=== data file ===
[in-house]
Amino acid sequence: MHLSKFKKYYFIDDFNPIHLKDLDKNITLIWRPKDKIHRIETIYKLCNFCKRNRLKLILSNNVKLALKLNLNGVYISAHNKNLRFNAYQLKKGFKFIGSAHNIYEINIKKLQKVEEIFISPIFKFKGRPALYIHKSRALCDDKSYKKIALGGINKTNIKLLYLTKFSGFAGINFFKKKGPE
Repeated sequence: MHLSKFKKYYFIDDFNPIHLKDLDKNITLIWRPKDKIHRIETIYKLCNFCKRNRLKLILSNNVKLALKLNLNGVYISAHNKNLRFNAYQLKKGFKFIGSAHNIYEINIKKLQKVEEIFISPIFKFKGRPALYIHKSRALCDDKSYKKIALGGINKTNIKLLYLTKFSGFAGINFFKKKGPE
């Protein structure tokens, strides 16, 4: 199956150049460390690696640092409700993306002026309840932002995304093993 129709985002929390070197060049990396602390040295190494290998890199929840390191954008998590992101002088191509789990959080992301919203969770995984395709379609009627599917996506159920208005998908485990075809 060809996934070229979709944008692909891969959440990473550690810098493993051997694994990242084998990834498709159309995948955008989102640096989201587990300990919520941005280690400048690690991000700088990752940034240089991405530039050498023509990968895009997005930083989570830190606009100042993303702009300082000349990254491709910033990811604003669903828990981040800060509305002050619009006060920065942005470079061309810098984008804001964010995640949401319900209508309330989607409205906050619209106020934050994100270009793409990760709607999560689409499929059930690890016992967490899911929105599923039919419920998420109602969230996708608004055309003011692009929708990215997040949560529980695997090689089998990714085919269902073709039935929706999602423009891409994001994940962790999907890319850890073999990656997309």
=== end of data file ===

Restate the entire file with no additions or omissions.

[in-house]
Amino acid sequence: MHLSKFKKYYFIDDFNPIHLKDLDKNITLIWRPKDKIHRIETIYKLCNFCKRNRLKLILSNNVKLALKLNLNGVYISAHNKNLRFNAYQLKKGFKFIGSAHNIYEINIKKLQKVEEIFISPIFKFKGRPALYIHKSRALCDDKSYKKIALGGINKTNIKLLYLTKFSGFAGINFFKKKGPE
Repeated sequence: MHLSKFKKYYFIDDFNPIHLKDLDKNITLIWRPKDKIHRIETIYKLCNFCKRNRLKLILSNNVKLALKLNLNGVYISAHNKNLRFNAYQLKKGFKFIGSAHNIYEINIKKLQKVEEIFISPIFKFKGRPALYIHKSRALCDDKSYKKIALGGINKTNIKLLYLTKFSGFAGINFFKKKGPE
């Protein structure tokens, strides 16, 4: 199956150049460390690696640092409700993306002026309840932002995304093993 129709985002929390070197060049990396602390040295190494290998890199929840390191954008998590992101002088191509789990959080992301919203969770995984395709379609009627599917996506159920208005998908485990075809 060809996934070229979709944008692909891969959440990473550690810098493993051997694994990242084998990834498709159309995948955008989102640096989201587990300990919520941005280690400048690690991000700088990752940034240089991405530039050498023509990968895009997005930083989570830190606009100042993303702009300082000349990254491709910033990811604003669903828990981040800060509305002050619009006060920065942005470079061309810098984008804001964010995640949401319900209508309330989607409205906050619209106020934050994100270009793409990760709607999560689409499929059930690890016992967490899911929105599923039919419920998420109602969230996708608004055309003011692009929708990215997040949560529980695997090689089998990714085919269902073709039935929706999602423009891409994001994940962790999907890319850890073999990656997309």